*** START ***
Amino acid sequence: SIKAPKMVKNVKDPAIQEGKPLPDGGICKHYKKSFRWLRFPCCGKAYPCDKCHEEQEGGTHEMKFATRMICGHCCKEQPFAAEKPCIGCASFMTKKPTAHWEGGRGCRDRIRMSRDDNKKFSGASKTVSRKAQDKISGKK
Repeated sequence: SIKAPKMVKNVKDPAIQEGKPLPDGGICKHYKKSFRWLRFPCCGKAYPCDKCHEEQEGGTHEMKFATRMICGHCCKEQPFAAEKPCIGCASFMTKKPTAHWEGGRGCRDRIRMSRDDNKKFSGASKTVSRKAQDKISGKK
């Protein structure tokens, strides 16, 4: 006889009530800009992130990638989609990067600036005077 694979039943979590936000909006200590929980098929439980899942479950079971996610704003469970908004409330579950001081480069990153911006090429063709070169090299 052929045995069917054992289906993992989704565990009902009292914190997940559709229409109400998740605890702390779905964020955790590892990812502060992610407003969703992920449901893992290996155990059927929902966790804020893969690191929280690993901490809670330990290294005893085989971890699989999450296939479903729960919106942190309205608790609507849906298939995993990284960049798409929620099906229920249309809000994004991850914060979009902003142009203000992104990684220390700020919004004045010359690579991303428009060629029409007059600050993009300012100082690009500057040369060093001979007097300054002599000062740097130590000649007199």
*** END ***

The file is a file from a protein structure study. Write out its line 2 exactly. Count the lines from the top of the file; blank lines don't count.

Repeated sequence: SIKAPKMVKNVKDPAIQEGKPLPDGGICKHYKKSFRWLRFPCCGKAYPCDKCHEEQEGGTHEMKFATRMICGHCCKEQPFAAEKPCIGCASFMTKKPTAHWEGGRGCRDRIRMSRDDNKKFSGASKTVSRKAQDKISGKK